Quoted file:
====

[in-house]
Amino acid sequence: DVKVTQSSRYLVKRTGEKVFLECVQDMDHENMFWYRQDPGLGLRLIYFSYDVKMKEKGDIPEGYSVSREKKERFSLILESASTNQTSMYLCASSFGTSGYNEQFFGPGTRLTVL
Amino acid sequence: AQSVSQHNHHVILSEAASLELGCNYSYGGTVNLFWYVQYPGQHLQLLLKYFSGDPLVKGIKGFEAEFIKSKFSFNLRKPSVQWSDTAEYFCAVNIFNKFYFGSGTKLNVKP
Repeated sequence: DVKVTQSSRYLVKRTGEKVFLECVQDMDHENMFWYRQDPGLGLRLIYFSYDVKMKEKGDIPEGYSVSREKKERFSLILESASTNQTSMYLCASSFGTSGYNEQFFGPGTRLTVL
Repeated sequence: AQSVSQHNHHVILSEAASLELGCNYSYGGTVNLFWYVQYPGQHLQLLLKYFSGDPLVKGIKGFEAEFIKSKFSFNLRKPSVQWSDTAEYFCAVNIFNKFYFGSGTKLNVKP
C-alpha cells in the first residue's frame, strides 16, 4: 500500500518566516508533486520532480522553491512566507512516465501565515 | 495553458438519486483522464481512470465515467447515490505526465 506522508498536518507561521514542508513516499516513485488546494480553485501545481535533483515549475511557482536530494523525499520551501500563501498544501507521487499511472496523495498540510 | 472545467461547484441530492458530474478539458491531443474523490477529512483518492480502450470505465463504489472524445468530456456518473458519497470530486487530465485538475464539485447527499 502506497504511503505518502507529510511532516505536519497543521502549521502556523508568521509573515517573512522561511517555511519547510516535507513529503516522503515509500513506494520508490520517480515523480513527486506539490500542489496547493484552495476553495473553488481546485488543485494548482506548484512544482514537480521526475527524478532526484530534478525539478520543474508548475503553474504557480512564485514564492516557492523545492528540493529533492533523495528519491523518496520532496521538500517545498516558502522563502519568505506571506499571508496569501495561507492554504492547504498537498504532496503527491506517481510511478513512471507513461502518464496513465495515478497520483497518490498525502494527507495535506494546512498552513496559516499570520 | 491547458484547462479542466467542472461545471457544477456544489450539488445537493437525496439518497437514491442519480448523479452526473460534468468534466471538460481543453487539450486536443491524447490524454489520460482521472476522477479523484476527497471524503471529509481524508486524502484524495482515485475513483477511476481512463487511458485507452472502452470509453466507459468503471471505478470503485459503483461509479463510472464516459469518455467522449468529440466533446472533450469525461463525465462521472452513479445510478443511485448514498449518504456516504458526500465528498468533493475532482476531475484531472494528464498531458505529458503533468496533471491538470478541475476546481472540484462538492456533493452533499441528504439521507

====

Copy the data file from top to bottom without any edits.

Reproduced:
[in-house]
Amino acid sequence: DVKVTQSSRYLVKRTGEKVFLECVQDMDHENMFWYRQDPGLGLRLIYFSYDVKMKEKGDIPEGYSVSREKKERFSLILESASTNQTSMYLCASSFGTSGYNEQFFGPGTRLTVL
Amino acid sequence: AQSVSQHNHHVILSEAASLELGCNYSYGGTVNLFWYVQYPGQHLQLLLKYFSGDPLVKGIKGFEAEFIKSKFSFNLRKPSVQWSDTAEYFCAVNIFNKFYFGSGTKLNVKP
Repeated sequence: DVKVTQSSRYLVKRTGEKVFLECVQDMDHENMFWYRQDPGLGLRLIYFSYDVKMKEKGDIPEGYSVSREKKERFSLILESASTNQTSMYLCASSFGTSGYNEQFFGPGTRLTVL
Repeated sequence: AQSVSQHNHHVILSEAASLELGCNYSYGGTVNLFWYVQYPGQHLQLLLKYFSGDPLVKGIKGFEAEFIKSKFSFNLRKPSVQWSDTAEYFCAVNIFNKFYFGSGTKLNVKP
C-alpha cells in the first residue's frame, strides 16, 4: 500500500518566516508533486520532480522553491512566507512516465501565515 | 495553458438519486483522464481512470465515467447515490505526465 506522508498536518507561521514542508513516499516513485488546494480553485501545481535533483515549475511557482536530494523525499520551501500563501498544501507521487499511472496523495498540510 | 472545467461547484441530492458530474478539458491531443474523490477529512483518492480502450470505465463504489472524445468530456456518473458519497470530486487530465485538475464539485447527499 502506497504511503505518502507529510511532516505536519497543521502549521502556523508568521509573515517573512522561511517555511519547510516535507513529503516522503515509500513506494520508490520517480515523480513527486506539490500542489496547493484552495476553495473553488481546485488543485494548482506548484512544482514537480521526475527524478532526484530534478525539478520543474508548475503553474504557480512564485514564492516557492523545492528540493529533492533523495528519491523518496520532496521538500517545498516558502522563502519568505506571506499571508496569501495561507492554504492547504498537498504532496503527491506517481510511478513512471507513461502518464496513465495515478497520483497518490498525502494527507495535506494546512498552513496559516499570520 | 491547458484547462479542466467542472461545471457544477456544489450539488445537493437525496439518497437514491442519480448523479452526473460534468468534466471538460481543453487539450486536443491524447490524454489520460482521472476522477479523484476527497471524503471529509481524508486524502484524495482515485475513483477511476481512463487511458485507452472502452470509453466507459468503471471505478470503485459503483461509479463510472464516459469518455467522449468529440466533446472533450469525461463525465462521472452513479445510478443511485448514498449518504456516504458526500465528498468533493475532482476531475484531472494528464498531458505529458503533468496533471491538470478541475476546481472540484462538492456533493452533499441528504439521507